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How to save money as a student

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It’s no secret that managing your money at university can be a challenge. In fact, the National Student Money Survey 2023 revealed that 82% of you worry about making ends meet, which is the equivalent of four in five students. With the cost of living increasing, we know it’s more difficult than ever to save money.

How is the University supporting students through the cost of living crisis?

The Students’ Union here at Sunderland is working with other unions across the country to try and gather support from local MPs. This includes trying to get more student-targeted financial support and increased maintenance loans to sit in line with the current inflation rates.

The University itself has also invested additional money into the Student Support Fund, which is open to students facing financial difficulties. This is available through Student Journey and is awarded to students based on their individual needs.

Two sets of hands at a table, one holding a cup of coffee and one drawing a finance plan on some paper. A laptop, cameras and plants are beside them.

Our top student money saving tips

We’re sharing some useful student money saving tips to help you try and keep on top of your finances. If you’re really struggling to manage your money at university and want to speak to somebody, please contact our Student Financial Guidance team who are always happy to help and offer advice.

1. Budgeting

One of the most effective ways of saving money as a student is creating a budget – and sticking to it! Luckily, we offer a free tool called PANDA, which is available exclusively to our students as part of the University of Sunderland app. PANDA allows you to enter your income and outgoings across the term so that you can calculate how much money you have left over to spend, which can be shown as a daily, weekly, or monthly amount. Implementing a budget will help you keep track of your finances more efficiently, making sure that you don’t overspend and get into financial difficulty. You can also watch our podcast on how to budget as a student.

As well as PANDA, the Student Financial Guidance team is on hand to provide expert assistance to both current and prospective students on a wide range of issues – so you can seek help even before you apply for university. The service is free, confidential, impartial, and non-judgemental. The team can help you apply for financial support, provide tips on banking and budgeting, and share information around the student support system.

2. Transport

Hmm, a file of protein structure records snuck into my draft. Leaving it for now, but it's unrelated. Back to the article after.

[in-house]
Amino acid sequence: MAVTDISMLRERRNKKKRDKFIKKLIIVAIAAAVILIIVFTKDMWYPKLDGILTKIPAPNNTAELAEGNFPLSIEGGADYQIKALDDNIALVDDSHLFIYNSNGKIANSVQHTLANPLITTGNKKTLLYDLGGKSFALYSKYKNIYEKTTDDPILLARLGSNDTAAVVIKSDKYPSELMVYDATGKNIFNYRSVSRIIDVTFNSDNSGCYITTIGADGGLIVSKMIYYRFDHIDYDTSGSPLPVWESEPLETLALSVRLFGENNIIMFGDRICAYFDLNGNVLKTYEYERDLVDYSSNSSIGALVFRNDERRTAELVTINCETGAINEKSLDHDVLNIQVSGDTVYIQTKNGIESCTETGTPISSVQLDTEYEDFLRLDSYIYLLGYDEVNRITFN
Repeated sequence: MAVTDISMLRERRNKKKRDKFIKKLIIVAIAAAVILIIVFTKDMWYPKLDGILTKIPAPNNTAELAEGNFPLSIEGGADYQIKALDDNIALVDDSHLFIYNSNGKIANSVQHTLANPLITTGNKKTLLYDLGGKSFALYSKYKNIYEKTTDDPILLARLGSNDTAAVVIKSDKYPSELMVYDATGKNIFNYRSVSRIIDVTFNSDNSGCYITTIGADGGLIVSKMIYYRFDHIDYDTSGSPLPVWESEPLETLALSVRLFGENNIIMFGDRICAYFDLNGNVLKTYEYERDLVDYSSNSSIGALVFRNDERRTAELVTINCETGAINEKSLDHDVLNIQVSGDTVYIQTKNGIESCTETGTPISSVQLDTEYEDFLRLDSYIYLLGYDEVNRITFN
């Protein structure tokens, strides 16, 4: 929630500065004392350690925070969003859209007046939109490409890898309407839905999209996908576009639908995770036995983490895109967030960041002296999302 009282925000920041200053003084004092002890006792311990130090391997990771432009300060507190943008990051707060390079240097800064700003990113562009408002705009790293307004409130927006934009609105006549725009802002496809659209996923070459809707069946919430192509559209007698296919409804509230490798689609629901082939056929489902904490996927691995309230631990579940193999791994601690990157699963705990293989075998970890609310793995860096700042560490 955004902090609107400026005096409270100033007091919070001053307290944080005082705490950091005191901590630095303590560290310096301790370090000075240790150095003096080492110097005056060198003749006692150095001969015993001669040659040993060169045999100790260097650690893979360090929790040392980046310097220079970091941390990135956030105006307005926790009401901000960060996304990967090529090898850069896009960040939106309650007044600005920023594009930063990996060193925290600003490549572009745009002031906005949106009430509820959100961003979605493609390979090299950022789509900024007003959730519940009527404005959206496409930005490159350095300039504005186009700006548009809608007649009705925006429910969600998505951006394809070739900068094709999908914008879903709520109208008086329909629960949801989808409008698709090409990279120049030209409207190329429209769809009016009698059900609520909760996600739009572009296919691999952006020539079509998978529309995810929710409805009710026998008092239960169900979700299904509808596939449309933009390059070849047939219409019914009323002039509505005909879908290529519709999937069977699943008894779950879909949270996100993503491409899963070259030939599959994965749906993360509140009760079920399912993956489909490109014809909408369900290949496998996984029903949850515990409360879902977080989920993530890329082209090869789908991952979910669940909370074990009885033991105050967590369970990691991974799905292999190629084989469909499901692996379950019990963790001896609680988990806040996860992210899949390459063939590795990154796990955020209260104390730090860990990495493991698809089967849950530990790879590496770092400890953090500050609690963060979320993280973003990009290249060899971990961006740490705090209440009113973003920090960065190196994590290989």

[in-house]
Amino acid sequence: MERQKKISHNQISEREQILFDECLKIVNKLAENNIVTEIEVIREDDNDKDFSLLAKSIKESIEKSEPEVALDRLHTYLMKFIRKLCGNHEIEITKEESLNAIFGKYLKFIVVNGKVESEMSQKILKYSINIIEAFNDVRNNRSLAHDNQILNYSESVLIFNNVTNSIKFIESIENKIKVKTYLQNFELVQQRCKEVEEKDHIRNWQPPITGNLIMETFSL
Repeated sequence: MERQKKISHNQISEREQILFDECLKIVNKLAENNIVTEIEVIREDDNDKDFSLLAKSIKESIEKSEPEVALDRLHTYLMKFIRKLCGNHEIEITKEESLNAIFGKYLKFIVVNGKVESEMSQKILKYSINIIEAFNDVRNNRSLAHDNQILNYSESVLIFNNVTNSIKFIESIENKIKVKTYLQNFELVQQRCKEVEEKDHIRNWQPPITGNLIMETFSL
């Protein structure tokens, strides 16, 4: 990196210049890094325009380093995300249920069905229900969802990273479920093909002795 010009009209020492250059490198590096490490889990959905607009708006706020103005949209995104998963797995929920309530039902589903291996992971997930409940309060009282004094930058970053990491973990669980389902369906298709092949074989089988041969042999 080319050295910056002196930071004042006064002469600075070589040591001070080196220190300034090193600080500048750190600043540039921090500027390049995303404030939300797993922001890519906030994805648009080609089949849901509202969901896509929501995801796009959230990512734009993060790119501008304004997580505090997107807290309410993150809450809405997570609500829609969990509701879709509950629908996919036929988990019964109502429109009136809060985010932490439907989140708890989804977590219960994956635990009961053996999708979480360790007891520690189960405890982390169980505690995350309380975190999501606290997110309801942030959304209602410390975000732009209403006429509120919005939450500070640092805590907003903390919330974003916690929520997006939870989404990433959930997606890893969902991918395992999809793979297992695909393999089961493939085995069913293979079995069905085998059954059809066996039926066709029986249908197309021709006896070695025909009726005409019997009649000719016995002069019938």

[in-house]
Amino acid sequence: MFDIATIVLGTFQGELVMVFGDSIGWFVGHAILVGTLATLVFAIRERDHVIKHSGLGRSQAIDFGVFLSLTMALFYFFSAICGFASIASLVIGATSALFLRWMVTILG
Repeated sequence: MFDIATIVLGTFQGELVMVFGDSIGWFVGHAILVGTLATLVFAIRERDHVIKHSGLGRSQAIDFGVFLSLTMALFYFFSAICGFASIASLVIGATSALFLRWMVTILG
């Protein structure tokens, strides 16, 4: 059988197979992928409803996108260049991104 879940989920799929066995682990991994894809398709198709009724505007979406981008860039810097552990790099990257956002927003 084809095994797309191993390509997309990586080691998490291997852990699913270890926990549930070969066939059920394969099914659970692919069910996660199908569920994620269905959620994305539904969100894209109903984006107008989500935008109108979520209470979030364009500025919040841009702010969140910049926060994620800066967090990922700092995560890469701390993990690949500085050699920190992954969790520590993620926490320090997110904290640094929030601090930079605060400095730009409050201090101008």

When it comes to getting around, there are lots of things you can do to help you save money as a student. One of the benefits of Sunderland being a smaller city is that it’s easy to get travel on foot or by cycling. Our two campuses are both within walking distance of each other and you’ve also got accommodation, the city centre and beach close by.

Another great way to save money is to make the most of Sunderland’s fantastic public transport links. Rather than bringing a car to university which would be an additional expense to keep running, take advantage of the Sunderland Connect 700/701 bus services, which are free to use when you show your student ID card. The services operate between both our campuses, as well as other areas of the city. There’s also a free SU circular minibus which runs between the campuses and our accommodation. When using the Metro, there are several concession tickets available to students, including the Pop Blue card and the Student Season Ticket.

If you regularly travel by train, it could be a good idea to invest in a 16-25 railcard, which costs just £30 a year or £70 for three years and will save you a third off rail fares. Another top tip is to book your train tickets around 12 weeks in advance to make sure you’re getting the best deals. If you prefer travelling by coach, National Express also offers a Young Persons Coachcard where you can save a third off your tickets for just £15 a year or £35 for three years.

A male student with a rucksack on, walking towards the Sunderland Connect bus on campus

3. Utilities

Another top tip on how to save money as a student is to be more mindful of what you’re paying in the way of utility bills. Some accommodation contracts may include these as part of the rent, but if you rent privately then you need to be aware of your gas, electricity, and water bills. Agree with your housemates on how you’re going to divide the payments – the best and cheapest way is to set up a direct debit and spread the cost, which will help you avoid any late payment charges.